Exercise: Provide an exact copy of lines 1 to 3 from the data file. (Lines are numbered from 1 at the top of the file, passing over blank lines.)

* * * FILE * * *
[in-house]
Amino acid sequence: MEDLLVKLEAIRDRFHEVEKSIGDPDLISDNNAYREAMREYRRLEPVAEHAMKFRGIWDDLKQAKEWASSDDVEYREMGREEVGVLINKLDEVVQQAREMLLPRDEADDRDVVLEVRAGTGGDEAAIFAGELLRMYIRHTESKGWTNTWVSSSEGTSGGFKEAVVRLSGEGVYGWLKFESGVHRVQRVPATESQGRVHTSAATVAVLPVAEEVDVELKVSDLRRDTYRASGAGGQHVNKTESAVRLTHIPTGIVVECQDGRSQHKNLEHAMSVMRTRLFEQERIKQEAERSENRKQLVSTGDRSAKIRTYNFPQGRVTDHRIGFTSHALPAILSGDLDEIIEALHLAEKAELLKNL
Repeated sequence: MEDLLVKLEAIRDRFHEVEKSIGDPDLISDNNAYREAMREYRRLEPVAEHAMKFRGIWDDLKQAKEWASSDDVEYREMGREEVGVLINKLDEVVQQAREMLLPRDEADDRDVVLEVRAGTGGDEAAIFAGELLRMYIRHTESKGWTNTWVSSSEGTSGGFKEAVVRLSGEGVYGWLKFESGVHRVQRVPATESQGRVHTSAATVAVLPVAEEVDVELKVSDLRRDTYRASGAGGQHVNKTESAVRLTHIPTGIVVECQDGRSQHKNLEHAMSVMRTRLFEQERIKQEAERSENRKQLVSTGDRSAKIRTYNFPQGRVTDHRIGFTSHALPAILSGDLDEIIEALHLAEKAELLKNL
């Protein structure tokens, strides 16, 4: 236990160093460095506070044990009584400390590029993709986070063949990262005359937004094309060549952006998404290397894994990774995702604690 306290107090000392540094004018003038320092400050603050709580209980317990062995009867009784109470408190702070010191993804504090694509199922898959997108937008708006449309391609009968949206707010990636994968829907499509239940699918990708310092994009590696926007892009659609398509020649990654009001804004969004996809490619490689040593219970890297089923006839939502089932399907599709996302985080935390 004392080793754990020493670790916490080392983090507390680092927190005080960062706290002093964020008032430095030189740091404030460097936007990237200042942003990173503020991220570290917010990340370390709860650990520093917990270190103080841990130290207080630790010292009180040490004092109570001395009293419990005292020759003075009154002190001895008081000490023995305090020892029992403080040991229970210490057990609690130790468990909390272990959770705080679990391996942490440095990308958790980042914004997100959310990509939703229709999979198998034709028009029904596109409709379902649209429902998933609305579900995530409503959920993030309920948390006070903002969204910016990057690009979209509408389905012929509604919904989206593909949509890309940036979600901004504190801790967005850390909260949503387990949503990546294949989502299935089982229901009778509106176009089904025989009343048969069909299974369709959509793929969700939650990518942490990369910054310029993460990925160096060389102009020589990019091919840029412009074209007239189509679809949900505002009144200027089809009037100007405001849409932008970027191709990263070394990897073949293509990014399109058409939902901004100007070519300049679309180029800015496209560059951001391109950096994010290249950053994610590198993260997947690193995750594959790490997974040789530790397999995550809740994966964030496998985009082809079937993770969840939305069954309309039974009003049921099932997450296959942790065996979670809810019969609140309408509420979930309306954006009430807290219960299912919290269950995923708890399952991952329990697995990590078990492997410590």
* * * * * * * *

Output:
[in-house]
Amino acid sequence: MEDLLVKLEAIRDRFHEVEKSIGDPDLISDNNAYREAMREYRRLEPVAEHAMKFRGIWDDLKQAKEWASSDDVEYREMGREEVGVLINKLDEVVQQAREMLLPRDEADDRDVVLEVRAGTGGDEAAIFAGELLRMYIRHTESKGWTNTWVSSSEGTSGGFKEAVVRLSGEGVYGWLKFESGVHRVQRVPATESQGRVHTSAATVAVLPVAEEVDVELKVSDLRRDTYRASGAGGQHVNKTESAVRLTHIPTGIVVECQDGRSQHKNLEHAMSVMRTRLFEQERIKQEAERSENRKQLVSTGDRSAKIRTYNFPQGRVTDHRIGFTSHALPAILSGDLDEIIEALHLAEKAELLKNL
Repeated sequence: MEDLLVKLEAIRDRFHEVEKSIGDPDLISDNNAYREAMREYRRLEPVAEHAMKFRGIWDDLKQAKEWASSDDVEYREMGREEVGVLINKLDEVVQQAREMLLPRDEADDRDVVLEVRAGTGGDEAAIFAGELLRMYIRHTESKGWTNTWVSSSEGTSGGFKEAVVRLSGEGVYGWLKFESGVHRVQRVPATESQGRVHTSAATVAVLPVAEEVDVELKVSDLRRDTYRASGAGGQHVNKTESAVRLTHIPTGIVVECQDGRSQHKNLEHAMSVMRTRLFEQERIKQEAERSENRKQLVSTGDRSAKIRTYNFPQGRVTDHRIGFTSHALPAILSGDLDEIIEALHLAEKAELLKNL